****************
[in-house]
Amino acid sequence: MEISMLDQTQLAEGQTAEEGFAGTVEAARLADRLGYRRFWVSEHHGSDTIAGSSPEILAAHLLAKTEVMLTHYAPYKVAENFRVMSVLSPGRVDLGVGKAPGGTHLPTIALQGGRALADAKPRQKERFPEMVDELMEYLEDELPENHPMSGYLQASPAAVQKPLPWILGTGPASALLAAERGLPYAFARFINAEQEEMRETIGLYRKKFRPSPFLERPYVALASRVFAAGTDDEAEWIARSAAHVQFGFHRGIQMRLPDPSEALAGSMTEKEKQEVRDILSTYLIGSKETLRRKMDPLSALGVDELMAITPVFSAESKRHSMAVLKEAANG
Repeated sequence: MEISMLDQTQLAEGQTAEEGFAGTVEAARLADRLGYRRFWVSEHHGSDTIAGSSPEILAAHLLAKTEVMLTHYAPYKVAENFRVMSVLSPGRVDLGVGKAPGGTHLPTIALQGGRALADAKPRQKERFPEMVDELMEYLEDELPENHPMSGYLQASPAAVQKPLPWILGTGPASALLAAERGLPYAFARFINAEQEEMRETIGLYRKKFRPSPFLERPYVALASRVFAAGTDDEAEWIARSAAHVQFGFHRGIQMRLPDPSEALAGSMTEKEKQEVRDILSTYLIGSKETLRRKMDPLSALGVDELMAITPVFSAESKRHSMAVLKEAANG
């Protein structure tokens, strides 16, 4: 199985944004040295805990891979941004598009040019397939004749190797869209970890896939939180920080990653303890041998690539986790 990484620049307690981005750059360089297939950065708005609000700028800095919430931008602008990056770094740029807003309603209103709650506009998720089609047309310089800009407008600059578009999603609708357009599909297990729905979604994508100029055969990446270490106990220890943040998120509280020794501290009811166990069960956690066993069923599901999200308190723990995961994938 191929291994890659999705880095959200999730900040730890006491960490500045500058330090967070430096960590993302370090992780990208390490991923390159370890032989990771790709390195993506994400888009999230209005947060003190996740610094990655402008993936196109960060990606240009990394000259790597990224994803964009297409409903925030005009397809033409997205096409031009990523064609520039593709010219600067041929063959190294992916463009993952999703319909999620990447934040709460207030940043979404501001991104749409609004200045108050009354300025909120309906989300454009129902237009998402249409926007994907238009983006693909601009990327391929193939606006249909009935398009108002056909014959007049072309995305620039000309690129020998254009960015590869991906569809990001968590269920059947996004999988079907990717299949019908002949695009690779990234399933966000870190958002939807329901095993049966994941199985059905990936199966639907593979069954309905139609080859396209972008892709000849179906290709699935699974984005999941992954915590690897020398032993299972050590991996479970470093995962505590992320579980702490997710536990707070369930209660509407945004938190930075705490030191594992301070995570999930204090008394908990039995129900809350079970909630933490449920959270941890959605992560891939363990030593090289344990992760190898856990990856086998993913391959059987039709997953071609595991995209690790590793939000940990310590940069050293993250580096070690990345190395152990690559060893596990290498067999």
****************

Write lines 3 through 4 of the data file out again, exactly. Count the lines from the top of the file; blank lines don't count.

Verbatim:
Repeated sequence: MEISMLDQTQLAEGQTAEEGFAGTVEAARLADRLGYRRFWVSEHHGSDTIAGSSPEILAAHLLAKTEVMLTHYAPYKVAENFRVMSVLSPGRVDLGVGKAPGGTHLPTIALQGGRALADAKPRQKERFPEMVDELMEYLEDELPENHPMSGYLQASPAAVQKPLPWILGTGPASALLAAERGLPYAFARFINAEQEEMRETIGLYRKKFRPSPFLERPYVALASRVFAAGTDDEAEWIARSAAHVQFGFHRGIQMRLPDPSEALAGSMTEKEKQEVRDILSTYLIGSKETLRRKMDPLSALGVDELMAITPVFSAESKRHSMAVLKEAANG
């Protein structure tokens, strides 16, 4: 199985944004040295805990891979941004598009040019397939004749190797869209970890896939939180920080990653303890041998690539986790 990484620049307690981005750059360089297939950065708005609000700028800095919430931008602008990056770094740029807003309603209103709650506009998720089609047309310089800009407008600059578009999603609708357009599909297990729905979604994508100029055969990446270490106990220890943040998120509280020794501290009811166990069960956690066993069923599901999200308190723990995961994938 191929291994890659999705880095959200999730900040730890006491960490500045500058330090967070430096960590993302370090992780990208390490991923390159370890032989990771790709390195993506994400888009999230209005947060003190996740610094990655402008993936196109960060990606240009990394000259790597990224994803964009297409409903925030005009397809033409997205096409031009990523064609520039593709010219600067041929063959190294992916463009993952999703319909999620990447934040709460207030940043979404501001991104749409609004200045108050009354300025909120309906989300454009129902237009998402249409926007994907238009983006693909601009990327391929193939606006249909009935398009108002056909014959007049072309995305620039000309690129020998254009960015590869991906569809990001968590269920059947996004999988079907990717299949019908002949695009690779990234399933966000870190958002939807329901095993049966994941199985059905990936199966639907593979069954309905139609080859396209972008892709000849179906290709699935699974984005999941992954915590690897020398032993299972050590991996479970470093995962505590992320579980702490997710536990707070369930209660509407945004938190930075705490030191594992301070995570999930204090008394908990039995129900809350079970909630933490449920959270941890959605992560891939363990030593090289344990992760190898856990990856086998993913391959059987039709997953071609595991995209690790590793939000940990310590940069050293993250580096070690990345190395152990690559060893596990290498067999």